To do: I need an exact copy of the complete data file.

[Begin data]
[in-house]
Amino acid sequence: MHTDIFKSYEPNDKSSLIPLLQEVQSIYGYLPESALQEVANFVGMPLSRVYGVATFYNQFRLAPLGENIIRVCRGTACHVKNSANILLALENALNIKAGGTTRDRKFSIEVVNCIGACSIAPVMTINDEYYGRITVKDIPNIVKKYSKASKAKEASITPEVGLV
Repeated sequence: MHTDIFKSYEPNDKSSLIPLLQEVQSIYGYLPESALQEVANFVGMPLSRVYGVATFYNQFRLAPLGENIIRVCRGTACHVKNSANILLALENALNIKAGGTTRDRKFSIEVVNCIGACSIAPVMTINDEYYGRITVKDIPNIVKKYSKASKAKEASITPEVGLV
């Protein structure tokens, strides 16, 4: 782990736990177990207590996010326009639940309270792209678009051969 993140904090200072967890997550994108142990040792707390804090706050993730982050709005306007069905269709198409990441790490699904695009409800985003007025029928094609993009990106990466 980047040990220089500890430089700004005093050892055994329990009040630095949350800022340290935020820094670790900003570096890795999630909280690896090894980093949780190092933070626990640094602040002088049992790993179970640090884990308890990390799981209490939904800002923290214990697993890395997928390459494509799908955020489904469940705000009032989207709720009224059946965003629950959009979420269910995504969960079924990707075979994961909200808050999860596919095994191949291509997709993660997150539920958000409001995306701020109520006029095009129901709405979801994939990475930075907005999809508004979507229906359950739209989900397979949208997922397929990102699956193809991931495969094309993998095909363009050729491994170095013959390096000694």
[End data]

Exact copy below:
[in-house]
Amino acid sequence: MHTDIFKSYEPNDKSSLIPLLQEVQSIYGYLPESALQEVANFVGMPLSRVYGVATFYNQFRLAPLGENIIRVCRGTACHVKNSANILLALENALNIKAGGTTRDRKFSIEVVNCIGACSIAPVMTINDEYYGRITVKDIPNIVKKYSKASKAKEASITPEVGLV
Repeated sequence: MHTDIFKSYEPNDKSSLIPLLQEVQSIYGYLPESALQEVANFVGMPLSRVYGVATFYNQFRLAPLGENIIRVCRGTACHVKNSANILLALENALNIKAGGTTRDRKFSIEVVNCIGACSIAPVMTINDEYYGRITVKDIPNIVKKYSKASKAKEASITPEVGLV
């Protein structure tokens, strides 16, 4: 782990736990177990207590996010326009639940309270792209678009051969 993140904090200072967890997550994108142990040792707390804090706050993730982050709005306007069905269709198409990441790490699904695009409800985003007025029928094609993009990106990466 980047040990220089500890430089700004005093050892055994329990009040630095949350800022340290935020820094670790900003570096890795999630909280690896090894980093949780190092933070626990640094602040002088049992790993179970640090884990308890990390799981209490939904800002923290214990697993890395997928390459494509799908955020489904469940705000009032989207709720009224059946965003629950959009979420269910995504969960079924990707075979994961909200808050999860596919095994191949291509997709993660997150539920958000409001995306701020109520006029095009129901709405979801994939990475930075907005999809508004979507229906359950739209989900397979949208997922397929990102699956193809991931495969094309993998095909363009050729491994170095013959390096000694």